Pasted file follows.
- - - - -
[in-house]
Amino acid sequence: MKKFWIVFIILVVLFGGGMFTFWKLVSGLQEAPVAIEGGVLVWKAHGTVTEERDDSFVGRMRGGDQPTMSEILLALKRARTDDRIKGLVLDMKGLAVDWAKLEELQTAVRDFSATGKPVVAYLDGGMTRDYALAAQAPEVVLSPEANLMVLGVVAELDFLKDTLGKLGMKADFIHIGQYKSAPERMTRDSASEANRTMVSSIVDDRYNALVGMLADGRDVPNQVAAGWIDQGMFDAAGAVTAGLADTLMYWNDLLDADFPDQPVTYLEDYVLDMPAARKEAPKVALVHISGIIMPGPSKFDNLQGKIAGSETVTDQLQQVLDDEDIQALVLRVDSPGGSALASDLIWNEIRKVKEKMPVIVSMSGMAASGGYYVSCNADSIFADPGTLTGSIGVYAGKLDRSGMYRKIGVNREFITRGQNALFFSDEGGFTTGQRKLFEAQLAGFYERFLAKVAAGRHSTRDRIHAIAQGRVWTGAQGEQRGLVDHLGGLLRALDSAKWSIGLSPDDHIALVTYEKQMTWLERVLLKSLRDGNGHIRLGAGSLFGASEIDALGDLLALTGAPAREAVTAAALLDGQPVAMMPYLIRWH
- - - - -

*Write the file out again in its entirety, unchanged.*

[in-house]
Amino acid sequence: MKKFWIVFIILVVLFGGGMFTFWKLVSGLQEAPVAIEGGVLVWKAHGTVTEERDDSFVGRMRGGDQPTMSEILLALKRARTDDRIKGLVLDMKGLAVDWAKLEELQTAVRDFSATGKPVVAYLDGGMTRDYALAAQAPEVVLSPEANLMVLGVVAELDFLKDTLGKLGMKADFIHIGQYKSAPERMTRDSASEANRTMVSSIVDDRYNALVGMLADGRDVPNQVAAGWIDQGMFDAAGAVTAGLADTLMYWNDLLDADFPDQPVTYLEDYVLDMPAARKEAPKVALVHISGIIMPGPSKFDNLQGKIAGSETVTDQLQQVLDDEDIQALVLRVDSPGGSALASDLIWNEIRKVKEKMPVIVSMSGMAASGGYYVSCNADSIFADPGTLTGSIGVYAGKLDRSGMYRKIGVNREFITRGQNALFFSDEGGFTTGQRKLFEAQLAGFYERFLAKVAAGRHSTRDRIHAIAQGRVWTGAQGEQRGLVDHLGGLLRALDSAKWSIGLSPDDHIALVTYEKQMTWLERVLLKSLRDGNGHIRLGAGSLFGASEIDALGDLLALTGAPAREAVTAAALLDGQPVAMMPYLIRWH